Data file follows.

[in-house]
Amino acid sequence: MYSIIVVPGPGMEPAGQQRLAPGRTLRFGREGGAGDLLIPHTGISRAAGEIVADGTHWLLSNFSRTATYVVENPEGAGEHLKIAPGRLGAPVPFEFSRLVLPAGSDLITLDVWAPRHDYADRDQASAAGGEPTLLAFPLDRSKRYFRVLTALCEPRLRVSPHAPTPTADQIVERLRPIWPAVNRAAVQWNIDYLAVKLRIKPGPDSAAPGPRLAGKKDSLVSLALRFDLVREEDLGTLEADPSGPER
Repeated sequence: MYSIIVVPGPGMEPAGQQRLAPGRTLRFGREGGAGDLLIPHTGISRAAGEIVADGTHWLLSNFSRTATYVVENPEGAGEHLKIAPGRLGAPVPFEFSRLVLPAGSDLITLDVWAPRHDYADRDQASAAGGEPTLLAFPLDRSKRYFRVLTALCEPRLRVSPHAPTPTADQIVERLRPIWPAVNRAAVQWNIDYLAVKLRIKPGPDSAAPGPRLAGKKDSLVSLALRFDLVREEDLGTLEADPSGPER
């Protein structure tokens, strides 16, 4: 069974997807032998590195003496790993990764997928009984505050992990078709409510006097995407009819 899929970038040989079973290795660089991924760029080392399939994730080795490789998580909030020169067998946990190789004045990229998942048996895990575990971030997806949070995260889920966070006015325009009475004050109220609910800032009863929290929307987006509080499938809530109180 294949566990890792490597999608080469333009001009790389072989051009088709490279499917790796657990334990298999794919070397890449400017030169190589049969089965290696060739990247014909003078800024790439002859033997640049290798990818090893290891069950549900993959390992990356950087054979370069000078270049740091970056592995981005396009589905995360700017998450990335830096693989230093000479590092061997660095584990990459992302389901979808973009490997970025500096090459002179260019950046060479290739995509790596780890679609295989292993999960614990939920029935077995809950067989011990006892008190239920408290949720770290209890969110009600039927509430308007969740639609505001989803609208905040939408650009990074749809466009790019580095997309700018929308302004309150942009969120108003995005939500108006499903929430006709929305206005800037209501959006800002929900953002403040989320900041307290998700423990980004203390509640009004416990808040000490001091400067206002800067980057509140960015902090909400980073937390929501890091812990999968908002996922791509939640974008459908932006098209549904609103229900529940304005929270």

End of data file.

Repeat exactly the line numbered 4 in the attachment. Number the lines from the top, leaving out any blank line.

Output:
């Protein structure tokens, strides 16, 4: 069974997807032998590195003496790993990764997928009984505050992990078709409510006097995407009819 899929970038040989079973290795660089991924760029080392399939994730080795490789998580909030020169067998946990190789004045990229998942048996895990575990971030997806949070995260889920966070006015325009009475004050109220609910800032009863929290929307987006509080499938809530109180 294949566990890792490597999608080469333009001009790389072989051009088709490279499917790796657990334990298999794919070397890449400017030169190589049969089965290696060739990247014909003078800024790439002859033997640049290798990818090893290891069950549900993959390992990356950087054979370069000078270049740091970056592995981005396009589905995360700017998450990335830096693989230093000479590092061997660095584990990459992302389901979808973009490997970025500096090459002179260019950046060479290739995509790596780890679609295989292993999960614990939920029935077995809950067989011990006892008190239920408290949720770290209890969110009600039927509430308007969740639609505001989803609208905040939408650009990074749809466009790019580095997309700018929308302004309150942009969120108003995005939500108006499903929430006709929305206005800037209501959006800002929900953002403040989320900041307290998700423990980004203390509640009004416990808040000490001091400067206002800067980057509140960015902090909400980073937390929501890091812990999968908002996922791509939640974008459908932006098209549904609103229900529940304005929270």